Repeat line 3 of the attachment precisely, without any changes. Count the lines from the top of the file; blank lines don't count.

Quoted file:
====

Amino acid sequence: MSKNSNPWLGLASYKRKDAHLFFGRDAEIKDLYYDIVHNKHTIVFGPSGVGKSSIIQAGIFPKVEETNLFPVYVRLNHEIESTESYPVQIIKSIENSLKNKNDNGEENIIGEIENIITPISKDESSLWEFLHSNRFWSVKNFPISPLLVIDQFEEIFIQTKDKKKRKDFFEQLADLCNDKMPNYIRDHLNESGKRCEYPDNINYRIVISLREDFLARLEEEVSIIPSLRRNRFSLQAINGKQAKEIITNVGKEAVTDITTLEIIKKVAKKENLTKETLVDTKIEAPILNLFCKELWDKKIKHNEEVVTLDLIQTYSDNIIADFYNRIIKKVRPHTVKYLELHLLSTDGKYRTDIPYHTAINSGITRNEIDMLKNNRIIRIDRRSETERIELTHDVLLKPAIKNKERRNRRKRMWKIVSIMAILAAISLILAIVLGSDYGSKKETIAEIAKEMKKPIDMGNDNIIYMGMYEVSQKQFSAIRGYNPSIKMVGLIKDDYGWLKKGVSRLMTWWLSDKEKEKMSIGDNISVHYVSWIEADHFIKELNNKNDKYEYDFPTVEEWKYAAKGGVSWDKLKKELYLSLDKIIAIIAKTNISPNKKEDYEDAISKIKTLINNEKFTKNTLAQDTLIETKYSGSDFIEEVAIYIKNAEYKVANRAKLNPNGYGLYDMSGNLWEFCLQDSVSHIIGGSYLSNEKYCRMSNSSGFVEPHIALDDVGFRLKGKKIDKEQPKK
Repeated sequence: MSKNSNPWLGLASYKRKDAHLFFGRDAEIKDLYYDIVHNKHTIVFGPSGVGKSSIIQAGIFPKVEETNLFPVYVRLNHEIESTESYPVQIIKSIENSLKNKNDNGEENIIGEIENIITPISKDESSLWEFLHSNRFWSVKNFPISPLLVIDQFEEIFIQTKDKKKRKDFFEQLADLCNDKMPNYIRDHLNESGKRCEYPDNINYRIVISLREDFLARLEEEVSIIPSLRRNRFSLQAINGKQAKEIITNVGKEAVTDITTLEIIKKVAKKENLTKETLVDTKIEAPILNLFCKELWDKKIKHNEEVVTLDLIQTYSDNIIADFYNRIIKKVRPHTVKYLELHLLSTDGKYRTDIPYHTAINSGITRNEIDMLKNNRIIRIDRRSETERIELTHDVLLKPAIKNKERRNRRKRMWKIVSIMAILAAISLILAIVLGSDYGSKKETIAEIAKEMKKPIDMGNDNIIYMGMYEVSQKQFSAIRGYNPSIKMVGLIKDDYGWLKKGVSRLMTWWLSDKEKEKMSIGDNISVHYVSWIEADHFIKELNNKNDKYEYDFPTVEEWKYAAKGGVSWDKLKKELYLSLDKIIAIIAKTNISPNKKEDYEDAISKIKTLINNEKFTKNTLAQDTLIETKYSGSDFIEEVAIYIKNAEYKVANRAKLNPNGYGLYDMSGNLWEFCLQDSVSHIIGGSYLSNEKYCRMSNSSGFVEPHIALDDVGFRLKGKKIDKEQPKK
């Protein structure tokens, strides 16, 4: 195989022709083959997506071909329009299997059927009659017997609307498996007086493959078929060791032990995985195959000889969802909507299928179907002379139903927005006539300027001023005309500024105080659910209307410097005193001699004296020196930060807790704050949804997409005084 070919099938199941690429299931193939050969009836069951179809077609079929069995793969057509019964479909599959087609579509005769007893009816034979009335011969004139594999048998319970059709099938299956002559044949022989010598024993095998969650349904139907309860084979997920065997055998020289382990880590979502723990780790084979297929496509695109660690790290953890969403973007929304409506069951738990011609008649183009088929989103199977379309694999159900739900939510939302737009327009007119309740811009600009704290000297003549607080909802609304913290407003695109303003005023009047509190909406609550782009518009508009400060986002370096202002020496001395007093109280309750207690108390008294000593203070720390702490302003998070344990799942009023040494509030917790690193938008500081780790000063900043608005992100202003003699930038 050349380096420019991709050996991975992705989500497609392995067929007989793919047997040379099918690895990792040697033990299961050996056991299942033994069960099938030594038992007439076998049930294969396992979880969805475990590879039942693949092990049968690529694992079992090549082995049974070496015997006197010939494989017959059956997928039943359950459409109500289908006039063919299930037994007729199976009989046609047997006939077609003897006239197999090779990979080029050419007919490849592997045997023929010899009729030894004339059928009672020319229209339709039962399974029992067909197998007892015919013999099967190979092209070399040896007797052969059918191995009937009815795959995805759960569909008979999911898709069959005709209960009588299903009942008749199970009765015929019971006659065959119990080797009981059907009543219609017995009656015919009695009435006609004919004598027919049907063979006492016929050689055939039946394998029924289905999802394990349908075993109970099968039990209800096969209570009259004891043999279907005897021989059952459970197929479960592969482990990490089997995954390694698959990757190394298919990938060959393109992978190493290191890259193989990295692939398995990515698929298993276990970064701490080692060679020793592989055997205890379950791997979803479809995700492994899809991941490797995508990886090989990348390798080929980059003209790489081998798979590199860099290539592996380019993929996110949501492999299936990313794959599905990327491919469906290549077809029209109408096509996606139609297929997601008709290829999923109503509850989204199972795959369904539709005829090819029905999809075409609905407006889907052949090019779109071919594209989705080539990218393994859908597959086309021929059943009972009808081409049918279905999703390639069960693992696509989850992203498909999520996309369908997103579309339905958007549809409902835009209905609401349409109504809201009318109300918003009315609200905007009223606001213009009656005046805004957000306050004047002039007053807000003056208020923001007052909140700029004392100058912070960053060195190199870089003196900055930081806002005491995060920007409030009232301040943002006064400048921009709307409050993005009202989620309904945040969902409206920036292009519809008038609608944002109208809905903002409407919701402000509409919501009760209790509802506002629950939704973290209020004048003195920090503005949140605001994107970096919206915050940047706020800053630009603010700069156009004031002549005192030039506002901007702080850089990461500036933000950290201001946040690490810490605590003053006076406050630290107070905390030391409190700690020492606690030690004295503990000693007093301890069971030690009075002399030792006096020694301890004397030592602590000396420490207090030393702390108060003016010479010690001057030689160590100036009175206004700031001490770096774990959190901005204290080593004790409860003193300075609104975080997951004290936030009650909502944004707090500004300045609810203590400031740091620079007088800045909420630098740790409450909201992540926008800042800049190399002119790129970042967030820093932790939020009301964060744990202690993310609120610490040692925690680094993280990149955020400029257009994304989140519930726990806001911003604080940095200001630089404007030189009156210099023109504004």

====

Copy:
């Protein structure tokens, strides 16, 4: 195989022709083959997506071909329009299997059927009659017997609307498996007086493959078929060791032990995985195959000889969802909507299928179907002379139903927005006539300027001023005309500024105080659910209307410097005193001699004296020196930060807790704050949804997409005084 070919099938199941690429299931193939050969009836069951179809077609079929069995793969057509019964479909599959087609579509005769007893009816034979009335011969004139594999048998319970059709099938299956002559044949022989010598024993095998969650349904139907309860084979997920065997055998020289382990880590979502723990780790084979297929496509695109660690790290953890969403973007929304409506069951738990011609008649183009088929989103199977379309694999159900739900939510939302737009327009007119309740811009600009704290000297003549607080909802609304913290407003695109303003005023009047509190909406609550782009518009508009400060986002370096202002020496001395007093109280309750207690108390008294000593203070720390702490302003998070344990799942009023040494509030917790690193938008500081780790000063900043608005992100202003003699930038 050349380096420019991709050996991975992705989500497609392995067929007989793919047997040379099918690895990792040697033990299961050996056991299942033994069960099938030594038992007439076998049930294969396992979880969805475990590879039942693949092990049968690529694992079992090549082995049974070496015997006197010939494989017959059956997928039943359950459409109500289908006039063919299930037994007729199976009989046609047997006939077609003897006239197999090779990979080029050419007919490849592997045997023929010899009729030894004339059928009672020319229209339709039962399974029992067909197998007892015919013999099967190979092209070399040896007797052969059918191995009937009815795959995805759960569909008979999911898709069959005709209960009588299903009942008749199970009765015929019971006659065959119990080797009981059907009543219609017995009656015919009695009435006609004919004598027919049907063979006492016929050689055939039946394998029924289905999802394990349908075993109970099968039990209800096969209570009259004891043999279907005897021989059952459970197929479960592969482990990490089997995954390694698959990757190394298919990938060959393109992978190493290191890259193989990295692939398995990515698929298993276990970064701490080692060679020793592989055997205890379950791997979803479809995700492994899809991941490797995508990886090989990348390798080929980059003209790489081998798979590199860099290539592996380019993929996110949501492999299936990313794959599905990327491919469906290549077809029209109408096509996606139609297929997601008709290829999923109503509850989204199972795959369904539709005829090819029905999809075409609905407006889907052949090019779109071919594209989705080539990218393994859908597959086309021929059943009972009808081409049918279905999703390639069960693992696509989850992203498909999520996309369908997103579309339905958007549809409902835009209905609401349409109504809201009318109300918003009315609200905007009223606001213009009656005046805004957000306050004047002039007053807000003056208020923001007052909140700029004392100058912070960053060195190199870089003196900055930081806002005491995060920007409030009232301040943002006064400048921009709307409050993005009202989620309904945040969902409206920036292009519809008038609608944002109208809905903002409407919701402000509409919501009760209790509802506002629950939704973290209020004048003195920090503005949140605001994107970096919206915050940047706020800053630009603010700069156009004031002549005192030039506002901007702080850089990461500036933000950290201001946040690490810490605590003053006076406050630290107070905390030391409190700690020492606690030690004295503990000693007093301890069971030690009075002399030792006096020694301890004397030592602590000396420490207090030393702390108060003016010479010690001057030689160590100036009175206004700031001490770096774990959190901005204290080593004790409860003193300075609104975080997951004290936030009650909502944004707090500004300045609810203590400031740091620079007088800045909420630098740790409450909201992540926008800042800049190399002119790129970042967030820093932790939020009301964060744990202690993310609120610490040692925690680094993280990149955020400029257009994304989140519930726990806001911003604080940095200001630089404007030189009156210099023109504004």